Your blog is outstanding, and thanks for helping all us who desire to write to entertain.

    • Re: Requery
      #1: I’m 50/50 on this. If it was a form rejection, then I wouldn’t necessarily bring it up. If there was previous correspondence of considerable substance, it might be worthwhile to continue that conversation, so to speak.
      #2: I think it depends on which workshop or editor. I’ve met a couple in person and always take their referrals seriously, but from someone I wasn’t familiar with, it wouldn’t carry any weight, I must admit. I think some agents have the feeling that if you require that much editorial support, that could add to the potential workload. If that makes sense.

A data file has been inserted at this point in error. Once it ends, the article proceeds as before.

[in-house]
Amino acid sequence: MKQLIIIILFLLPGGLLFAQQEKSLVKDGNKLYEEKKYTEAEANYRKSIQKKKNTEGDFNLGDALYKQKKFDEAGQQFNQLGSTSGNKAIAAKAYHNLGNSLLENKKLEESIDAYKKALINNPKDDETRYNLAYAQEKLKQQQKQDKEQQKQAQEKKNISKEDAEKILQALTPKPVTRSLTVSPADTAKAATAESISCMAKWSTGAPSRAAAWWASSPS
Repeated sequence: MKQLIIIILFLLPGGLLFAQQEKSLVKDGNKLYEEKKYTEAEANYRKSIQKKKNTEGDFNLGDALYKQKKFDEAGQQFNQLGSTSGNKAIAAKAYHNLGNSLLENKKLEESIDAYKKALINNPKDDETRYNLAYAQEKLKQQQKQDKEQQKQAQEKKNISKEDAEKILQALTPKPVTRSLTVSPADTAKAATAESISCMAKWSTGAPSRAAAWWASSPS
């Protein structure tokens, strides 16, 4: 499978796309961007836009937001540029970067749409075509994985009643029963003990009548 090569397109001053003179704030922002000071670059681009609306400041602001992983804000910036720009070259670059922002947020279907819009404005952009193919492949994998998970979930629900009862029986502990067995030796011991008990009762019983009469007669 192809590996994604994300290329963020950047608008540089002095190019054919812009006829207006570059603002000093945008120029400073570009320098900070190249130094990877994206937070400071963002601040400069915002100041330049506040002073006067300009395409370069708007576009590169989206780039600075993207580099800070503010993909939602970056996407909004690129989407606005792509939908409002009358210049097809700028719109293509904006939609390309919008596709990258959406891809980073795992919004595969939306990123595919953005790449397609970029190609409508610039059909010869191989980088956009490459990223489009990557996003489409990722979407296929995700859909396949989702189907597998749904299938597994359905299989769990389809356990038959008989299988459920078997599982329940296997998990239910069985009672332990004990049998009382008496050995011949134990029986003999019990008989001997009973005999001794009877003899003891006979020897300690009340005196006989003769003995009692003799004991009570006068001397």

• Re: Requery
        Thanks for the answer. It was helpful and now I can make a decision.
        Your response about an editor, etc. certainly makes sense.
        I really appreciate your taking time in a busy schedule to write this.

  12. Ms. Jackson,
    What is your take on this whole “cat with live-in writer phenomenon”? I believe most of your clients are owned by cats and therefore due to transitive property of association I can with certainty deduce that my chance of finding an agent are greatly increased by owning a cat.

    • That might very well depend on whether the cat in question is willing to approve of said agent. In my case, I have so far been adopted by both Bear’s and meerkat’s respective owners. But you might want to consider this factor beforehand.

      • I will be sending my cat query immediately. I will make sure I include proper postage to return said cat. πŸ˜€
        *meoww* ***Rooooorrrrrrr*